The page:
Wednesday, May 5, 2010

Writer to Writer -- It's All for the Book

Sunday’s session at Writer to Writer was an enlightening look at the inner workings of children’s publishers’ sales staffs.  Catherine Linka of Flintridge Book Store invited Lise Friedman, formerly of Macmillan, and Nicole White of Penguin to speak.  They presented a point of view writers rarely hear, and shared a glimpse of what it is to be a field sales rep.

The number of lines they represent and the volume of books and tip sheets they read to prep for a sales meeting are amazing.  Publishers and editors might also provide audio tapes, describing their books and pitching their strong points.  At the meetings the rep acts as the author’s – no, the book’s – advocate in such things as how to position the book in the market (indies buy differently from big chains, etc.).  It was interesting to learn that when reps are involved in such issues as book jackets and the editor hears the dreaded phrase “Is that cover final?” it isn’t necessarily a bad thing.  Reps watch covers for – and point out – inappropriate things (pink on a boy’s book) and contradictions (the straight-haired heroine shouldn’t be pictured with curls).

After a sales meeting the reps review their notes, read more books, study catalogs and head out to stores.  They prep heavily so they can discuss and recommend books to help the buyer find the best match for their store.  They might not personally like a particular book, but don’t convey that unless they’re asked.  They also provide feedback to the publisher as to the response to books out in the world, and share with indie store buyers the experiences and reactions of their indie peers.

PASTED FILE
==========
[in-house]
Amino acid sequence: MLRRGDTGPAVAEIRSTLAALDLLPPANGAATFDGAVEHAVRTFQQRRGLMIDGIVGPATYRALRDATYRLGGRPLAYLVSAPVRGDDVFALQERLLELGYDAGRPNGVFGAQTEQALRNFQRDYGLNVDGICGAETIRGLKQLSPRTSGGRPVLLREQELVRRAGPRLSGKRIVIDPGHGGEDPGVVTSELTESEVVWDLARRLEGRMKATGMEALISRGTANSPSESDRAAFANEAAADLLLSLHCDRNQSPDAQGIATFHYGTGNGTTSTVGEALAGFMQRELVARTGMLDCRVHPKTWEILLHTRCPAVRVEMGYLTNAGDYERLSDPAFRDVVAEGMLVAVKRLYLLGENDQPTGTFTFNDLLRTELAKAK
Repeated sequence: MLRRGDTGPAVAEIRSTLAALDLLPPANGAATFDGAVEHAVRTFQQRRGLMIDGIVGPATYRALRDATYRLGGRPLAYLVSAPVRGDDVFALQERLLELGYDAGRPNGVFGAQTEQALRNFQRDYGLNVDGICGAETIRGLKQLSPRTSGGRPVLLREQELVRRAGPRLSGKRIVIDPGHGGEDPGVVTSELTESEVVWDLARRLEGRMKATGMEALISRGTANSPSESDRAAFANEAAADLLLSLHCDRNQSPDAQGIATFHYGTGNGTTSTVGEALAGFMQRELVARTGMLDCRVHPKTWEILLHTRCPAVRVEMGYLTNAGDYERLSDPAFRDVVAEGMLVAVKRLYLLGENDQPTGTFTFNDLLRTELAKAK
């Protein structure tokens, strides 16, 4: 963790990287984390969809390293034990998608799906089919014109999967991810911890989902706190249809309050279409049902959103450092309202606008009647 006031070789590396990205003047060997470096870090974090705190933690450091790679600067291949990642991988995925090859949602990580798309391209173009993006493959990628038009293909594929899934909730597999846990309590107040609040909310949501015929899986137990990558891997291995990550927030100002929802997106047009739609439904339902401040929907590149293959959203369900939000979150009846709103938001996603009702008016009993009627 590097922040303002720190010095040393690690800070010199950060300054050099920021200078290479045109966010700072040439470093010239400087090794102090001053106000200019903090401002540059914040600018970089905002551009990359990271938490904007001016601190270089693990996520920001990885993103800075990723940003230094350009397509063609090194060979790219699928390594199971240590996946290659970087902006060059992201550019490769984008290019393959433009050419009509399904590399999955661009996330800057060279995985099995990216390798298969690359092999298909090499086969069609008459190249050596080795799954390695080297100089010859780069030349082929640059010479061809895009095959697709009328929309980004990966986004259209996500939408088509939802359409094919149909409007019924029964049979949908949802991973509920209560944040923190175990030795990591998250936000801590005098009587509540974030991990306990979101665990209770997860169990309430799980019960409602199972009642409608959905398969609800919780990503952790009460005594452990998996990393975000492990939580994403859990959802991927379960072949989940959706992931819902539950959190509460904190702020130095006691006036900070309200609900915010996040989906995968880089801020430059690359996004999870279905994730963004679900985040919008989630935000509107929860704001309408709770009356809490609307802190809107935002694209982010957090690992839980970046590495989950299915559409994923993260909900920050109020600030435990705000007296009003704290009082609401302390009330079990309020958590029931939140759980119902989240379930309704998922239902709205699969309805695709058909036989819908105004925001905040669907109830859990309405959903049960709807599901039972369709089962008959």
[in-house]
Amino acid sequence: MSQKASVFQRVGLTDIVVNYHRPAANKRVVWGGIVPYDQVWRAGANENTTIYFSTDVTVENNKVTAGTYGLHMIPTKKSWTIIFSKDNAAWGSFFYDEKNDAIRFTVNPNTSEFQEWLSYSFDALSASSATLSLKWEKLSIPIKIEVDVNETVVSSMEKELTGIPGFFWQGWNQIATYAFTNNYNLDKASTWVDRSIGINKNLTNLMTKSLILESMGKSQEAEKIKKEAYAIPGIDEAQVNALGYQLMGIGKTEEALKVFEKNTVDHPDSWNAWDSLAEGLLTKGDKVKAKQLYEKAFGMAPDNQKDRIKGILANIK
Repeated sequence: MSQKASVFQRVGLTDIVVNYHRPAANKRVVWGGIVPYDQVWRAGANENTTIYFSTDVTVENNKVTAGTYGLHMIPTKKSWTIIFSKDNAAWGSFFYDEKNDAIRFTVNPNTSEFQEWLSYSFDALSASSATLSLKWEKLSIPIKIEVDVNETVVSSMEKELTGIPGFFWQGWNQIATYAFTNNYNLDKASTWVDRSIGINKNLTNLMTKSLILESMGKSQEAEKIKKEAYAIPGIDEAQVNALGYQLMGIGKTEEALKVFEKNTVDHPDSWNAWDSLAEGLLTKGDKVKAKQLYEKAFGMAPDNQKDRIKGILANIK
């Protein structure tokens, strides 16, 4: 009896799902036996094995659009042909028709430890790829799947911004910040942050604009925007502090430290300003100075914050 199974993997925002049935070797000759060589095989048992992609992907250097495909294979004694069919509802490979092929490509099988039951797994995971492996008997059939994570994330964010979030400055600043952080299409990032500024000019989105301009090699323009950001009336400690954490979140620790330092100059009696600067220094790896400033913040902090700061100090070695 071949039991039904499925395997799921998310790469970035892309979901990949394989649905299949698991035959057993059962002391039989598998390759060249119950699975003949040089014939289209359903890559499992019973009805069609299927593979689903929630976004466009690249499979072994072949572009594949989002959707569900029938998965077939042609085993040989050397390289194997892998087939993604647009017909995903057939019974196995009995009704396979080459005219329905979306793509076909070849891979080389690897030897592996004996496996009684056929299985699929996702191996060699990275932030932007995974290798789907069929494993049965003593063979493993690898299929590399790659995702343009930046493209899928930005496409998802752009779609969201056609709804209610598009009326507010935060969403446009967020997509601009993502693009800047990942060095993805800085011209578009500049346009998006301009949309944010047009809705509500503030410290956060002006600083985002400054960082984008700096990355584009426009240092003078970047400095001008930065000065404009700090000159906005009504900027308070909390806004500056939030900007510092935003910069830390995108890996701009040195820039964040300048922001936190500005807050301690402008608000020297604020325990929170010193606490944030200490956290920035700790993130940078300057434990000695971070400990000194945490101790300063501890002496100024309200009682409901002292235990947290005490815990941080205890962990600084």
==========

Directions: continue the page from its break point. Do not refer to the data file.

An interesting question asked was whether the size of an author’s advance has any relation to the amount of money spent promoting the book.  The response was ‘not directly’, because the belief in a book’s likelihood to sell big was the determining factor.  Unknowns as well as the well-knowns could prove to be a big sales opportunity.

Because of the economy, sales reps are being downsized and it’s frightening to think how large an area is sometimes being covered by only one person.  Some publishers are now going with phone reps!  Some indie stores no longer have any reps at all – not good news.  Print catalogs are endangered, too.  Many of those are going on line.

Lise and Nicole gave us some good links to industry resources for what’s hot with book sellers.  As an author you can get involved with your regional Independent Booksellers Association.  Find out what matters to them, show them you care!  Go to events and meet reps.  When you join the Southern California chapter (SCIBA) you can access a directory of reps.  There’s also Indie Bound and the Association of Booksellers for Children.  And, for industry news there's American Booksellers Association and Shelf Awareness.

I came away feeling more ‘in the loop’ about what’s happening with Abiah.  And with the feeling that sales reps aren’t just sales reps – they’re advocates.  It’s All for the Book.


  1. Yes, sales reps are a writer's advocate--as well as indies. That's why we love them.

  2. Terry Lim DiefenbachMay 6, 2010 at 7:41 PM

    Wow! Great summary - and I was there too! Looks like you started early with all this . . . Good going and congrats again with Abiah!

  3. Sunday's event with Nicole and Lise was very informative. You gave a great summary of it. Thanks.